MILITARY agents and police are hunting down the companions of Ricardo Ayeras, whose group has been tied to a plot to bomb targets in Metro Manila.
Ayeras, said to be a bomb expert and a member of the Al Qaeda-affiliated Rajah Soliman Movement (RSM), was arrested Tuesday along with two companions for a traffic violation.
“We are checking all possible threats,” said a member of the security force hunting down the RSM team.
The source said the bomb plot was mentioned in documents seized from Ayeras, and that a number of his companions were still at large.
The source did not offer any further details of the bomb plot, however.
Reports of the terror plot prompted the United States to issue a travel advisory to American citizens in Metro Manila to be vigilant.
The Philippine National Police played down the threat of bombings, but raised the alert status of its forces from normal to heightened.
“There’s no threat in Metro Mania. The PNP is on heightened alert as part of protocol whenever the President leaves the country,” PNP spokesman Senior Supt. Wilben Mayor told reporters during a press briefing in Camp Crame.
When sought for comment on the US travel advisory, he added: “It’s a procedural action of a foreign government to protect their own citizen. We also do the same.”
Ayeras refused to answer questions during his interrogation, leaving authorities clueless of the group’s potential targets.
Ayeras is believed to be an expert bomb maker who was linked to the 2004 Super Ferry 14 bombing that killed 116 people.
He is also suspected to have engineered the Valentine’s Day bombing in 2005 that killed four people and injured 60 others.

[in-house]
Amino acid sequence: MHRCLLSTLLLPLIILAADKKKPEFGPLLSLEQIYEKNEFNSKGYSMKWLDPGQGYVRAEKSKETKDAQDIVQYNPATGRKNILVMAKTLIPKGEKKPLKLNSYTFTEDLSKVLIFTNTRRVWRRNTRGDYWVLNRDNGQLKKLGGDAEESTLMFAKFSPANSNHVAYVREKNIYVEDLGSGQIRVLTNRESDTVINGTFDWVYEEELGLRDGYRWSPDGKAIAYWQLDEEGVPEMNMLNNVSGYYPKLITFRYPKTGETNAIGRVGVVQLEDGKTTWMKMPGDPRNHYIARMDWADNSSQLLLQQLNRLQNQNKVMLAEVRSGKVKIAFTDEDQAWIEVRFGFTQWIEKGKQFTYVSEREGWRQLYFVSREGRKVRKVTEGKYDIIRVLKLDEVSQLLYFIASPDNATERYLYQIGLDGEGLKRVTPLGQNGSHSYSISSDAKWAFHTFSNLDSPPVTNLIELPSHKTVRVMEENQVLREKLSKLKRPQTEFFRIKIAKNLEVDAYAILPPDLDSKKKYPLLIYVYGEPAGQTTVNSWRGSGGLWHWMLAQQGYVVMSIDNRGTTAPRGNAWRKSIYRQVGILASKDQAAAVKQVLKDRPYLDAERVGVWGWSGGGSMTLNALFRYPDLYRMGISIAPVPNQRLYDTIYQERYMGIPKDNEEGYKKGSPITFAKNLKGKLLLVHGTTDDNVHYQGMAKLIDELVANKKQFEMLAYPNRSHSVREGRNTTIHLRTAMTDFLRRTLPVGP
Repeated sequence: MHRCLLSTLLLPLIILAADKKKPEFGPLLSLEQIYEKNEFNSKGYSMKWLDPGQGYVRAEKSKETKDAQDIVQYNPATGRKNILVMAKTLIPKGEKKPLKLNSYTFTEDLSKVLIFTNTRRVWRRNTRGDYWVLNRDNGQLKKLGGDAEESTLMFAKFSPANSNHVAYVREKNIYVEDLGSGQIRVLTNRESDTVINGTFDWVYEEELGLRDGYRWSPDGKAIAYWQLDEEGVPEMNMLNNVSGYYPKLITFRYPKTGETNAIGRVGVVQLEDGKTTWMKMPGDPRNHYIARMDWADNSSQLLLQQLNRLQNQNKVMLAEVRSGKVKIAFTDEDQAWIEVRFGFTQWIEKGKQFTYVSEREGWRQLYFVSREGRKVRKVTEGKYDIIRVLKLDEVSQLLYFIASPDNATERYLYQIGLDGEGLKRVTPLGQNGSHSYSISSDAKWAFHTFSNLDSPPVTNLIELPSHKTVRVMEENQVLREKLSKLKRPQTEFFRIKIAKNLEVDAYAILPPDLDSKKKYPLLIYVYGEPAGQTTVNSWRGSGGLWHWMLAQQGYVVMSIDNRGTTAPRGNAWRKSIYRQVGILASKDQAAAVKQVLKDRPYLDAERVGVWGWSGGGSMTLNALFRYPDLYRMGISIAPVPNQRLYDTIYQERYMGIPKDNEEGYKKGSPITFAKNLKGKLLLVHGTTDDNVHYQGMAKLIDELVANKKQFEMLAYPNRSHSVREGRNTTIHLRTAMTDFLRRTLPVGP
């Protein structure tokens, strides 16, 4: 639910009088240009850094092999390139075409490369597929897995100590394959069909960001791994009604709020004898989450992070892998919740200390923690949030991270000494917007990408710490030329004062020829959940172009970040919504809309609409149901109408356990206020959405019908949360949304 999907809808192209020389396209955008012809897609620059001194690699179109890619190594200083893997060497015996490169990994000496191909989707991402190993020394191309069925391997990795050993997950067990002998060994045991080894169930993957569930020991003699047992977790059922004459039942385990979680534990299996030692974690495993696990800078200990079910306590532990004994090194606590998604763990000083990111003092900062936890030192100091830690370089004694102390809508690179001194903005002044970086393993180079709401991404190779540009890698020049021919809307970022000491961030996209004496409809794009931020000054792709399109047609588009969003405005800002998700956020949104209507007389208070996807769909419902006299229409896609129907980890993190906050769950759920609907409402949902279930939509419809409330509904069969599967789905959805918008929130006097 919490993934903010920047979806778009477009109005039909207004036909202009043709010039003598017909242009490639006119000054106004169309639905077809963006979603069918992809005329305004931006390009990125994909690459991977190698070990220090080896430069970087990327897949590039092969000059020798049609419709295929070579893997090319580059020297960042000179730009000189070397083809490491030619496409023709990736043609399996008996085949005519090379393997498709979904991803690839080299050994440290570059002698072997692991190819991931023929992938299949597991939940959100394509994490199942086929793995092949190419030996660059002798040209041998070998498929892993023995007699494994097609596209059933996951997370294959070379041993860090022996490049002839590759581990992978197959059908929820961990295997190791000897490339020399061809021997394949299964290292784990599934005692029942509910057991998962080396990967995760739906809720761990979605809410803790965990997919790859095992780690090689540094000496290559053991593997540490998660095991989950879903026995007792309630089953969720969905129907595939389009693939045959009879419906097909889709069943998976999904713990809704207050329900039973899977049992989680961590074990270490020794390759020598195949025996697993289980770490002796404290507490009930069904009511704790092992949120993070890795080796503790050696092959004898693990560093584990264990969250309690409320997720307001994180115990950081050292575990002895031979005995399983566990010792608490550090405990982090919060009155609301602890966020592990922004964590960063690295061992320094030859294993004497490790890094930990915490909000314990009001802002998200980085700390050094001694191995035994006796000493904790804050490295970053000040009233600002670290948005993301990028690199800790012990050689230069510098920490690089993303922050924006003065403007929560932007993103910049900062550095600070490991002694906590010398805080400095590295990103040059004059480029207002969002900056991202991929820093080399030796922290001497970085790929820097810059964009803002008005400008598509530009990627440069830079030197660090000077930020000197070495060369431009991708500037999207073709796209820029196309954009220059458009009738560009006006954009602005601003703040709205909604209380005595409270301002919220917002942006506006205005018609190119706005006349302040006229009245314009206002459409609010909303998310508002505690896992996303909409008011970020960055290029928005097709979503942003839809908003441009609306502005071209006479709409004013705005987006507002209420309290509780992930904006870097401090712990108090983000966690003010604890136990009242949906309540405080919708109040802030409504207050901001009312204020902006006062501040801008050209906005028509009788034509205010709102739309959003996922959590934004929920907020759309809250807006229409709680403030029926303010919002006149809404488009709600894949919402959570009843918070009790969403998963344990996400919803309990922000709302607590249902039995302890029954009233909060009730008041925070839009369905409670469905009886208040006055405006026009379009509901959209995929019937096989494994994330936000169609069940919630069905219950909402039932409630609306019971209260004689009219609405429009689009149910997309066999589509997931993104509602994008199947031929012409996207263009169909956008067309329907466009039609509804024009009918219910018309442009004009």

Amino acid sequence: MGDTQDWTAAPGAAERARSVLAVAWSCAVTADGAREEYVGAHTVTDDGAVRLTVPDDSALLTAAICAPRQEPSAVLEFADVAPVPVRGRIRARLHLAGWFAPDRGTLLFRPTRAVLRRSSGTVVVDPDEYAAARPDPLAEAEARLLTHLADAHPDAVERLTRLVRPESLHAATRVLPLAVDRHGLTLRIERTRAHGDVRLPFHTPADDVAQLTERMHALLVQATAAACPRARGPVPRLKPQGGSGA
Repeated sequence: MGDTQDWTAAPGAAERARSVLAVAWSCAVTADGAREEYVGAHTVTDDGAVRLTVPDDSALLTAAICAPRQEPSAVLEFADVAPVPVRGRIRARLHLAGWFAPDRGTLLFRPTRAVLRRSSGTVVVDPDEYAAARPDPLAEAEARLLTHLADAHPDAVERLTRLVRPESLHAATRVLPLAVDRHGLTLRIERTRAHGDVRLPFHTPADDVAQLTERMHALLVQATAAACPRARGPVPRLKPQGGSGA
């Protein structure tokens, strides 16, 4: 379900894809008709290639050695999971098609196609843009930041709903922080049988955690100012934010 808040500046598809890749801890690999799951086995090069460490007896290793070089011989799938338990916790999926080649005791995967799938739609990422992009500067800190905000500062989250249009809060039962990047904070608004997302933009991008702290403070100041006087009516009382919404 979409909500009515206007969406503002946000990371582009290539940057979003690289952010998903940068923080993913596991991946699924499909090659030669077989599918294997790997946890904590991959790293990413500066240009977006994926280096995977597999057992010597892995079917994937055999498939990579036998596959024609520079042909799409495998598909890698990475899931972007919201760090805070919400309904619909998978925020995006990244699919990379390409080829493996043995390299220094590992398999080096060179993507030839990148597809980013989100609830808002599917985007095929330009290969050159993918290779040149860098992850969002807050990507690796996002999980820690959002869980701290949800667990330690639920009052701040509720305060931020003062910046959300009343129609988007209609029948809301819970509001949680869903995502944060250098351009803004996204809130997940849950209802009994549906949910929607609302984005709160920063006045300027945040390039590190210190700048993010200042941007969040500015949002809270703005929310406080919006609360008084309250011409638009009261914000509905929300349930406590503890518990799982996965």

Mayor, meanwhile, warned people behind fake bomb scares that have disrupted classes in Ateneo de Manila, Claret School and San Beda College that such hoaxes were punishable under the law.
Mayor advised the public to remain calm and vigilant.
On Friday, the Quezon City Prosecutor’s Office denied bail to Ayeras, who was arrested for the illegal possession of a hand grenade, and elevated the case to the regional trial court.
Chief Prosecutor Donald Lee approved the recommendation of prosecutors to indict Aeras, a 41-year-old driver from 324 Paraiso St., Mandaluyong City, for the illegal possession of explosives.
The case was raffled off to a regional trial court.
Charges against Ayeras’ two companions, Adrescio Valdez and Ricky Macapagal, were elevated to a metropolitan trial court.
A recommendation for further investigation on charges of falsification of private or public documents against the three men was recommended.
Although the three were arrested on a traffic violation, police said they already had been under surveillance when the were stopped at a checkpoint on EDSA and Roosevelt Avenue.
The Palace on Friday ordered the intelligence units of the Armed Forces and the PNP to verify reports of a terrorist plot.
The Palace gave the order after the United States embassy raised the alert against a possible bomb plot following the arrest of three individuals with links to the Rajah Sulaiman Movement.
“According to the AFP, we are unable to confirm at this time the specific terror plot that is connected to the arrest supposedly of these three suspects,” deputy presidential spokesperson Abigail Valte said.